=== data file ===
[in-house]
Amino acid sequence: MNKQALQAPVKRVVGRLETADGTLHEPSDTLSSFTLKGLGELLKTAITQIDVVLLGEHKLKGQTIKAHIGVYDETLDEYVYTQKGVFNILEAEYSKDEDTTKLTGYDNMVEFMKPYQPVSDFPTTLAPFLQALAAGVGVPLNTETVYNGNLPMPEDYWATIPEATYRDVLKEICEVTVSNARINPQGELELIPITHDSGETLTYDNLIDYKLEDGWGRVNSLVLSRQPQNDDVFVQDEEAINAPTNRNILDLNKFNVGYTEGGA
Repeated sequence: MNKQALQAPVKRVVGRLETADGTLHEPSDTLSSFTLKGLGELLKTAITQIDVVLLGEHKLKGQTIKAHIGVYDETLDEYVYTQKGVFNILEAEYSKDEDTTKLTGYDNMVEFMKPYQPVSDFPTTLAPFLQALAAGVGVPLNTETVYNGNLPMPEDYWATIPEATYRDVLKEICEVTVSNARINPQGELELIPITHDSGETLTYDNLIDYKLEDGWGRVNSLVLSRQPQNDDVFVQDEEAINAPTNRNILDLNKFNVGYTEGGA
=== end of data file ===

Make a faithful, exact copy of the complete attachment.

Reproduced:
[in-house]
Amino acid sequence: MNKQALQAPVKRVVGRLETADGTLHEPSDTLSSFTLKGLGELLKTAITQIDVVLLGEHKLKGQTIKAHIGVYDETLDEYVYTQKGVFNILEAEYSKDEDTTKLTGYDNMVEFMKPYQPVSDFPTTLAPFLQALAAGVGVPLNTETVYNGNLPMPEDYWATIPEATYRDVLKEICEVTVSNARINPQGELELIPITHDSGETLTYDNLIDYKLEDGWGRVNSLVLSRQPQNDDVFVQDEEAINAPTNRNILDLNKFNVGYTEGGA
Repeated sequence: MNKQALQAPVKRVVGRLETADGTLHEPSDTLSSFTLKGLGELLKTAITQIDVVLLGEHKLKGQTIKAHIGVYDETLDEYVYTQKGVFNILEAEYSKDEDTTKLTGYDNMVEFMKPYQPVSDFPTTLAPFLQALAAGVGVPLNTETVYNGNLPMPEDYWATIPEATYRDVLKEICEVTVSNARINPQGELELIPITHDSGETLTYDNLIDYKLEDGWGRVNSLVLSRQPQNDDVFVQDEEAINAPTNRNILDLNKFNVGYTEGGA